Syrian media is failing to report on the increasing role of women in society


Local media in Syria has been increasingly highlighting the significant role of women in reviving the community. While this has opened up many opportunities for women to work in both media and in other sectors, the true perception of women's role in society is still falling short.

Syrian media outlets have been accused of under-reporting on the increasing role that Syrian women are forming for themselves since the start of the seven-year conflict.

“Private channels specialising in showing the role of women in the regions of northern Syria need more training and greater awareness concerning the important role of women in the revival of this community and its success,” one activist told reporters.

During the revolution, local and national media highlighted the extensive work of women in Syrian society. Additionally, many media outlets presented employment opportunities to women, both within the media organisation or other roles in a similar field of work.

However, there has been no consistency in media reporting since the revolution and the subsequent war, at a time when many women’s civil society organisations have been the most active.

In the northern Hasakah province, Arab women are joining an exclusively all-women brigade under the Kurdish Women’s Protection Units (YPJ). The YPJ along with their counterparts in the People’s Protection Units (YPG) are a major component of the Syrian Democratic Forces (SDF), which have been extremely effective in eliminating the presence of ISIS in northern Syria.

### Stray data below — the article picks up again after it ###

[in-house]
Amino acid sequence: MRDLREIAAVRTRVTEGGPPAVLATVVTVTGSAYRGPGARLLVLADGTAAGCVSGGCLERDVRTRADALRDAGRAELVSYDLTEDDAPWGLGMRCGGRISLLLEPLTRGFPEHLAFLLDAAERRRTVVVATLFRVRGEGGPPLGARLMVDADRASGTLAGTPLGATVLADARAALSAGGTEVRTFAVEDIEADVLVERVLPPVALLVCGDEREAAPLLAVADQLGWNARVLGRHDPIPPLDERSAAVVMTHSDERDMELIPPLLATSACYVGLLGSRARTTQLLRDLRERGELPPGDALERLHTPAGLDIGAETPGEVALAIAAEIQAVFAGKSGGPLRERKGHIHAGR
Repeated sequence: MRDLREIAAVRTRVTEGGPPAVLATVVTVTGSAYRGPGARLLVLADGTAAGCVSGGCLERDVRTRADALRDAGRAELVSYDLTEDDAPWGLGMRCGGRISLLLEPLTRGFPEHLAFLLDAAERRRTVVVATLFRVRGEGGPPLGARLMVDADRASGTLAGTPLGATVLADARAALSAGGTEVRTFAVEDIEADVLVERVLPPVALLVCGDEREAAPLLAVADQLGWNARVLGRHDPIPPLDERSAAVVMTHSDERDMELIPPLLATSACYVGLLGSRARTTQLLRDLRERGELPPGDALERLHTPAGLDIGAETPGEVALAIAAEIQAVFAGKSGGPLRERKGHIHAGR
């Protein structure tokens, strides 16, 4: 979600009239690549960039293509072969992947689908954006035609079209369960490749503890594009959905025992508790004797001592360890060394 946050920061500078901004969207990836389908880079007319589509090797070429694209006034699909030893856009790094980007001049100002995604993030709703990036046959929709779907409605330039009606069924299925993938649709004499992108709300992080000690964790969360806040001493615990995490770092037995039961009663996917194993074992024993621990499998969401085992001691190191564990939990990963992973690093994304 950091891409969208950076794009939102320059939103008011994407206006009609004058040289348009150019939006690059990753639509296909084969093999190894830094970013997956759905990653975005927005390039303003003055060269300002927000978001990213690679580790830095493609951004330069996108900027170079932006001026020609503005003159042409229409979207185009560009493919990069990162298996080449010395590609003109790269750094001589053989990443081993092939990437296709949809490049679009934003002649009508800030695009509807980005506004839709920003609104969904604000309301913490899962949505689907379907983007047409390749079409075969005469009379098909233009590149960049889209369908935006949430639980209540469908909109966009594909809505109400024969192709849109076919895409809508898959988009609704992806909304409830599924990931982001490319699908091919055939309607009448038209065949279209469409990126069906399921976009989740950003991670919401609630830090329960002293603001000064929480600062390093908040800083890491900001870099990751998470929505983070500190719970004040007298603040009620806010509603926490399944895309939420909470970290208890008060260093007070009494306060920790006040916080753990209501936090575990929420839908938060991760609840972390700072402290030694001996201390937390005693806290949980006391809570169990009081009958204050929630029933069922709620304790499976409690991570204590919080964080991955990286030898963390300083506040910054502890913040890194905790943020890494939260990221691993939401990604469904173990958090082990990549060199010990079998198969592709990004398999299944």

Zilan, who came from a traditional background, is one of the YPJ’s new Arab recruits at the Shahid Arin Military Academy in north-west Raqqa. At 21 years old, Zilan has already been married twice to abusive husbands and has a child from each of the marriages. Joining the YPJ has given her a new start at life away from the abuse she received at home. “I feel respected as a woman, my life has meaning now,” she said.

Civil society organisations for women have taken a more pronounced role in promoting women’s rights in northern Syria. The Free Kurdish Women’s Organisation (FKWO) based in Qamishli is one of the oldest women’s groups in northern Syria, having been established in 1994. Before the war, the organisation was regularly harassed by the Syrian intelligence agencies, but the war has provided the group with a high level of freedom in which they can operate.

The FKWO empowers women socially and provides them with the resources to learn new skills, such as nursing and IT; both of these skills will be necessary in the reconstruction of Syria. The FKWO work in conjuction with the Star Forum, which helps women break free of societal constraints in areas of Syria where woman’s role in society is limited to staying at home.

Civil society organisations working in conjunction with media outlets can provide training courses for women journalists, who can represent the women of Syria as their role in the future of the country increases.